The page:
When Chennai-based banker Aparna Bera was growing up in her hometown Kolkata, there were many small booths painted in bright yellow that randomly dotted the lane leading to her house. She had often seen people cramming the booths as they waited for their turn. There also used to be one 'lucky' caller inside a tiny cabin, almost always lost in a deep conversation, with just a glass door separating his world from the rest.
By the time Aparna was a grown woman, the booths were no longer crowded, the glass-fronted cabin mostly vacant. Rather, everyone started carrying their own PCO in the pocket — the much-prized mobile phone. Both handsets and mobile tariffs had become dirt cheap.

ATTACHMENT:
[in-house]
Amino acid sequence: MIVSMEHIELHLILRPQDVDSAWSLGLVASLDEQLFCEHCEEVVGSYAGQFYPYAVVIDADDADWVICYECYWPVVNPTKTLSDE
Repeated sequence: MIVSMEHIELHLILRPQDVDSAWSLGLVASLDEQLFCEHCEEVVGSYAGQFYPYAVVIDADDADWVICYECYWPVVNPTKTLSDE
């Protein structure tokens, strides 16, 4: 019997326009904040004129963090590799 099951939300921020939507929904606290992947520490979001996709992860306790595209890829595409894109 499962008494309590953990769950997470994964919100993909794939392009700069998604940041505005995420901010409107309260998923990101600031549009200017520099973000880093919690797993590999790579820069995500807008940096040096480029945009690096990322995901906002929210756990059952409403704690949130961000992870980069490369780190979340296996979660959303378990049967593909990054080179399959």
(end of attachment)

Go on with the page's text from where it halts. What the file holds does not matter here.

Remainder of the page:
It wasn't until the summer of 2015 that Aparna thought she would ever miss the sight of those booths. Then a 33-year-old, Aparna was travelling from Chennai to the Union Bank of India’s regional office in Bibikulam, Madurai, on a bus for an important meeting. She suddenly realised her smartphone had ran out of battery. Aparna had spent the roughly eight-hour bus journey working on a presentation so even her laptop’s battery had drained out. To top things off, the bus was delayed. With no phone, no laptop, she started panicking. “We are so dependent on our smartphone for directions and booking cabs that we cannot imagine travelling to a new location without it,” Aparna recalls the incident.
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